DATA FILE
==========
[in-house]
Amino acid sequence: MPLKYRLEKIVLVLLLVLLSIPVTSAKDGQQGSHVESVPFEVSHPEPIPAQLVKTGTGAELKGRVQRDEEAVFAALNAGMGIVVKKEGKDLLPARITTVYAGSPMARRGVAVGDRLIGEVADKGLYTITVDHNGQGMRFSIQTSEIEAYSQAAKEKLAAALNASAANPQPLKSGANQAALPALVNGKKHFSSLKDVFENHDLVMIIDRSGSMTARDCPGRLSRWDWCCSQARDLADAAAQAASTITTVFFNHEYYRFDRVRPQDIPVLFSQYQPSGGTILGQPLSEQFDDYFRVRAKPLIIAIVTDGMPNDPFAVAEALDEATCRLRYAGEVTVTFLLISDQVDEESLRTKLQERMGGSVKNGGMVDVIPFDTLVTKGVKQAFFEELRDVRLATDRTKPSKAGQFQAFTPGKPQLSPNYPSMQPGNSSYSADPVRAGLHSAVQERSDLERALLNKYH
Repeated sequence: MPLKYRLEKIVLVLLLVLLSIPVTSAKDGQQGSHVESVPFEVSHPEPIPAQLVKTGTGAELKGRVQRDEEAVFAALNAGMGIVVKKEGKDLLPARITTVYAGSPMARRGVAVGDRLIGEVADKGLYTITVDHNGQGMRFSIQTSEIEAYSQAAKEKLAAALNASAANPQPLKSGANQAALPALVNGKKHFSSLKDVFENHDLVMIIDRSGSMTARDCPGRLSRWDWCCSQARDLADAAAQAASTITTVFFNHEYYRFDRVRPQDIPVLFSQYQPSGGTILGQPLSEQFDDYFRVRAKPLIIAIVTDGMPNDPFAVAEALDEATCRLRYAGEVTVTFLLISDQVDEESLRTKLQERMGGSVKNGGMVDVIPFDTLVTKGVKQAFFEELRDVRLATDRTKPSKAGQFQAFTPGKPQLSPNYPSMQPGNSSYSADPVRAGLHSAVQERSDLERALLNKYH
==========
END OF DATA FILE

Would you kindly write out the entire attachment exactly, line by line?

[in-house]
Amino acid sequence: MPLKYRLEKIVLVLLLVLLSIPVTSAKDGQQGSHVESVPFEVSHPEPIPAQLVKTGTGAELKGRVQRDEEAVFAALNAGMGIVVKKEGKDLLPARITTVYAGSPMARRGVAVGDRLIGEVADKGLYTITVDHNGQGMRFSIQTSEIEAYSQAAKEKLAAALNASAANPQPLKSGANQAALPALVNGKKHFSSLKDVFENHDLVMIIDRSGSMTARDCPGRLSRWDWCCSQARDLADAAAQAASTITTVFFNHEYYRFDRVRPQDIPVLFSQYQPSGGTILGQPLSEQFDDYFRVRAKPLIIAIVTDGMPNDPFAVAEALDEATCRLRYAGEVTVTFLLISDQVDEESLRTKLQERMGGSVKNGGMVDVIPFDTLVTKGVKQAFFEELRDVRLATDRTKPSKAGQFQAFTPGKPQLSPNYPSMQPGNSSYSADPVRAGLHSAVQERSDLERALLNKYH
Repeated sequence: MPLKYRLEKIVLVLLLVLLSIPVTSAKDGQQGSHVESVPFEVSHPEPIPAQLVKTGTGAELKGRVQRDEEAVFAALNAGMGIVVKKEGKDLLPARITTVYAGSPMARRGVAVGDRLIGEVADKGLYTITVDHNGQGMRFSIQTSEIEAYSQAAKEKLAAALNASAANPQPLKSGANQAALPALVNGKKHFSSLKDVFENHDLVMIIDRSGSMTARDCPGRLSRWDWCCSQARDLADAAAQAASTITTVFFNHEYYRFDRVRPQDIPVLFSQYQPSGGTILGQPLSEQFDDYFRVRAKPLIIAIVTDGMPNDPFAVAEALDEATCRLRYAGEVTVTFLLISDQVDEESLRTKLQERMGGSVKNGGMVDVIPFDTLVTKGVKQAFFEELRDVRLATDRTKPSKAGQFQAFTPGKPQLSPNYPSMQPGNSSYSADPVRAGLHSAVQERSDLERALLNKYH